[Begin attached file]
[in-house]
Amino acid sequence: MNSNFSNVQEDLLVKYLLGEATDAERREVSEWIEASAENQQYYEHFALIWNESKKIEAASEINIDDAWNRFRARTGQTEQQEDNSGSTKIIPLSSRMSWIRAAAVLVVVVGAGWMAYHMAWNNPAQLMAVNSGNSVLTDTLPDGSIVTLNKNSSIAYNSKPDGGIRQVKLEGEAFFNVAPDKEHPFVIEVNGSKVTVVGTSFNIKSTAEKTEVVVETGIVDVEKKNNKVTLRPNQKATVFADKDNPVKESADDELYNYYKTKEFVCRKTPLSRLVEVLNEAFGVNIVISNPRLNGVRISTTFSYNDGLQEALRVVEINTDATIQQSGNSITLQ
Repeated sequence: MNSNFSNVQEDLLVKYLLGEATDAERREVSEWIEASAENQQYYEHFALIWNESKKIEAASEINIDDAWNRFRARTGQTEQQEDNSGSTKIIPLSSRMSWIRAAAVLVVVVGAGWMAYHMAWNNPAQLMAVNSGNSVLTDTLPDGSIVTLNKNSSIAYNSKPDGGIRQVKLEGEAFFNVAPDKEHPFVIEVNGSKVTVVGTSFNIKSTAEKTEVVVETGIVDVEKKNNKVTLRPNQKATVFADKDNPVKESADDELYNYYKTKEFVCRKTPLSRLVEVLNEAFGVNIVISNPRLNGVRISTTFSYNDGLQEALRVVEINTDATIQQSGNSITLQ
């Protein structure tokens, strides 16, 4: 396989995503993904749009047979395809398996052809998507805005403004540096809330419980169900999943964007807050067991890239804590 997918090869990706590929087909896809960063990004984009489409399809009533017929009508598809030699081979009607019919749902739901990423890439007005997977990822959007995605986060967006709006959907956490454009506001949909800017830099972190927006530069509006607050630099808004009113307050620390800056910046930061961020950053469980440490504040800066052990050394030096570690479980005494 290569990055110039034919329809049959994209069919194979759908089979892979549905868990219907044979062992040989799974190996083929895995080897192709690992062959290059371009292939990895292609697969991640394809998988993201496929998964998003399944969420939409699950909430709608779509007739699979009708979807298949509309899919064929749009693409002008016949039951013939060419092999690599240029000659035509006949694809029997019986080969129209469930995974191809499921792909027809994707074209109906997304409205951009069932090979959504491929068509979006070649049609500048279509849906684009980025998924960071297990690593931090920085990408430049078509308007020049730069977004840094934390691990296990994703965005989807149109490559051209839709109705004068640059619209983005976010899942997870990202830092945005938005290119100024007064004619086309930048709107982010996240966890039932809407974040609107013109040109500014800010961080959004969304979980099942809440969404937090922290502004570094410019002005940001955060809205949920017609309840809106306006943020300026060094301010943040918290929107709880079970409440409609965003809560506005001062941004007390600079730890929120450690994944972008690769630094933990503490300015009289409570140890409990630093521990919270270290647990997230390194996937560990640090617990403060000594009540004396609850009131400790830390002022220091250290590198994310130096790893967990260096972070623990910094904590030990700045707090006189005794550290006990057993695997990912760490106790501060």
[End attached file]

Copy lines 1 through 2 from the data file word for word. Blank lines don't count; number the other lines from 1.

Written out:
[in-house]
Amino acid sequence: MNSNFSNVQEDLLVKYLLGEATDAERREVSEWIEASAENQQYYEHFALIWNESKKIEAASEINIDDAWNRFRARTGQTEQQEDNSGSTKIIPLSSRMSWIRAAAVLVVVVGAGWMAYHMAWNNPAQLMAVNSGNSVLTDTLPDGSIVTLNKNSSIAYNSKPDGGIRQVKLEGEAFFNVAPDKEHPFVIEVNGSKVTVVGTSFNIKSTAEKTEVVVETGIVDVEKKNNKVTLRPNQKATVFADKDNPVKESADDELYNYYKTKEFVCRKTPLSRLVEVLNEAFGVNIVISNPRLNGVRISTTFSYNDGLQEALRVVEINTDATIQQSGNSITLQ